This short review/analysis contains spoilers about the game. Stop reading if you want to have a fresh experience with the game. Everything below is my speculation, don't take them as definitive facts.
The Stanley Parable is everything and beyond video games. It's a giant commentary on todays game development philosophy. Throughout its unexpected span and twisty narrative, it has a clear message - there are problems with narrative in video games, which we have not addressed yet.
In recent years we have seen a great amount of open world/sand box games. But there hasn't been shortage in linear games with strict control over players actions. Invisible walls or direct threatening by the game if you go off the map, even in scenarios where the level design suggests more freedom than the available and, but not limited to - bugging out the whole game or level by reaching unexpected locations are common practices in multiplayer and even in singleplayer games since decades.
The layout of the office (which is briefly explained in the museum, behind the scenes room) is designed and created with the mind that the dialogue and attention span of the player would balance and lead to the first sense of conflict - the two doors.
This first dilemma is presented geniously - with a confident and calm voice. At this point the narrator is still following the hardcoded written script. Which is what I describe as the main and simple story the whole Stanely Parable is based around - there is a problem, the protagonist decides to end the tyranny of the evil force and it concludes with a happy ending.
The simple story has cartoonish elements. Toward the end of it, it cultivates exaggerated tone and willingly becomes boring, it's purpose is to show the most basic and at the same time intriguing story. But only if the player obeys/follows the steps the given by the narrator.
Not obeying the narrative, leads to all sorts of interesting results, which ultimately don't explain the whole picture of The Stanley Parable, which is left to players imagination. The game doesn't feel the need to address any of the questions which the audience asks frantically after playing it. The same happened in the demonstration, particularly in the 'Escape elevator' sequence.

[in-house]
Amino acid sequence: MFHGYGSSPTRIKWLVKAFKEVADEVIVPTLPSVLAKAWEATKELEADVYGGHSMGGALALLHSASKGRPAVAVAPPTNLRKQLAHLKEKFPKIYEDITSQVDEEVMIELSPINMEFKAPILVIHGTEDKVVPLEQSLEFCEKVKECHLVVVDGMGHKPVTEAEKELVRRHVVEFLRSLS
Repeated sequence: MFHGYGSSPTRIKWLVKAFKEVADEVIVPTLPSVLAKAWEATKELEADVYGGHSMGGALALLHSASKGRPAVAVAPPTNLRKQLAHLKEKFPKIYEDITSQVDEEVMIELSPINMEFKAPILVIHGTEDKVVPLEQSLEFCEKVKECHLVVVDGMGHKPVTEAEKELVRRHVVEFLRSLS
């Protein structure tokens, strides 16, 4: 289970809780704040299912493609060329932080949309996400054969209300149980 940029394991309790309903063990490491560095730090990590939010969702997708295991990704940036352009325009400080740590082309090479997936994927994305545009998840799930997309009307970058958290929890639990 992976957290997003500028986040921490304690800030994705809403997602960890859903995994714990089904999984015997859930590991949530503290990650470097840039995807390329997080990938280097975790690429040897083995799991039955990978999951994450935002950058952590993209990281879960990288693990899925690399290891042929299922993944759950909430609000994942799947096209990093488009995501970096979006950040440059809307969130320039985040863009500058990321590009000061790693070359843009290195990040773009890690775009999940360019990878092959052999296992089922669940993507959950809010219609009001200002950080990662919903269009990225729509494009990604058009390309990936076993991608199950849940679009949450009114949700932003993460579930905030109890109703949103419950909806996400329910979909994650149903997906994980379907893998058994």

Throughout the exploration/ending hunting there are many sections where the nature of narration and design in games is examined and often made fun out of.
Many actions, which are not part of the hardcoded script, of the player are directly commentated by the narrator.
Like the 'Broom closet' - this room has no place in the whole game. In traditional game narrative it would be a waste of time - there isn't a collectable or extra life and if the player decides to explore it, the game would punish him for doing so. But here, the comedic nature of TSP rewards the player for paying attention to it, even if it is only a piece of dialogue.
Achievements are another device with which the The Stanley Parable mocks the current video game industry. Take the 'Click on door 430 five times' for example - a great way to address the ridiculous amount of pointless achievements in some games. Or 'Unachievable' - an obvious phantom which doesn't have a solution. It is created solely that particular part of the player audience grinds through the game, desperately trying to get it.
So, how does The Stanley Parable get away with being so rude to every aspect in the modern video game industry, while being part of it?
Its complete and constant self awareness makes TSP simply perfect. It is written and executed exceptionally well. It deflects most of the criticism, directed at it, simply by being one.